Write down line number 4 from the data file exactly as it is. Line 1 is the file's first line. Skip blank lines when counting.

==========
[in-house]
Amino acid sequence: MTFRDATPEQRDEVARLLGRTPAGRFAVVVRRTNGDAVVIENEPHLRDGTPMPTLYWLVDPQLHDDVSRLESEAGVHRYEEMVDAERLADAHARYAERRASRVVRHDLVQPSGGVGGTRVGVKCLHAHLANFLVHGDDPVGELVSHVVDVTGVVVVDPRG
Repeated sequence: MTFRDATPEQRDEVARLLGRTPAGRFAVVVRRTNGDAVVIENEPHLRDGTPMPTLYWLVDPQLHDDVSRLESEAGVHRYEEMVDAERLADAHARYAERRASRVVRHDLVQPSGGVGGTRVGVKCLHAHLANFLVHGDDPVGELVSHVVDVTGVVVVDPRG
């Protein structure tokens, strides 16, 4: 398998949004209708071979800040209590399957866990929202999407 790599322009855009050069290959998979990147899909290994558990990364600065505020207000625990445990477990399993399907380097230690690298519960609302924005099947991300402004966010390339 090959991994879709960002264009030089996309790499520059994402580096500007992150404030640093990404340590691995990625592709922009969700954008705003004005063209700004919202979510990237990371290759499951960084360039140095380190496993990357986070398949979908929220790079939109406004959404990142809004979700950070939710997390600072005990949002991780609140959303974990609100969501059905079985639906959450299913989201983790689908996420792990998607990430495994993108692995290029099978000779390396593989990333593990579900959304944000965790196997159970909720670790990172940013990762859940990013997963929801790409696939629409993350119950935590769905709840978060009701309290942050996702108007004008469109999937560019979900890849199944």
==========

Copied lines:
């Protein structure tokens, strides 16, 4: 398998949004209708071979800040209590399957866990929202999407 790599322009855009050069290959998979990147899909290994558990990364600065505020207000625990445990477990399993399907380097230690690298519960609302924005099947991300402004966010390339 090959991994879709960002264009030089996309790499520059994402580096500007992150404030640093990404340590691995990625592709922009969700954008705003004005063209700004919202979510990237990371290759499951960084360039140095380190496993990357986070398949979908929220790079939109406004959404990142809004979700950070939710997390600072005990949002991780609140959303974990609100969501059905079985639906959450299913989201983790689908996420792990998607990430495994993108692995290029099978000779390396593989990333593990579900959304944000965790196997159970909720670790990172940013990762859940990013997963929801790409696939629409993350119950935590769905709840978060009701309290942050996702108007004008469109999937560019979900890849199944």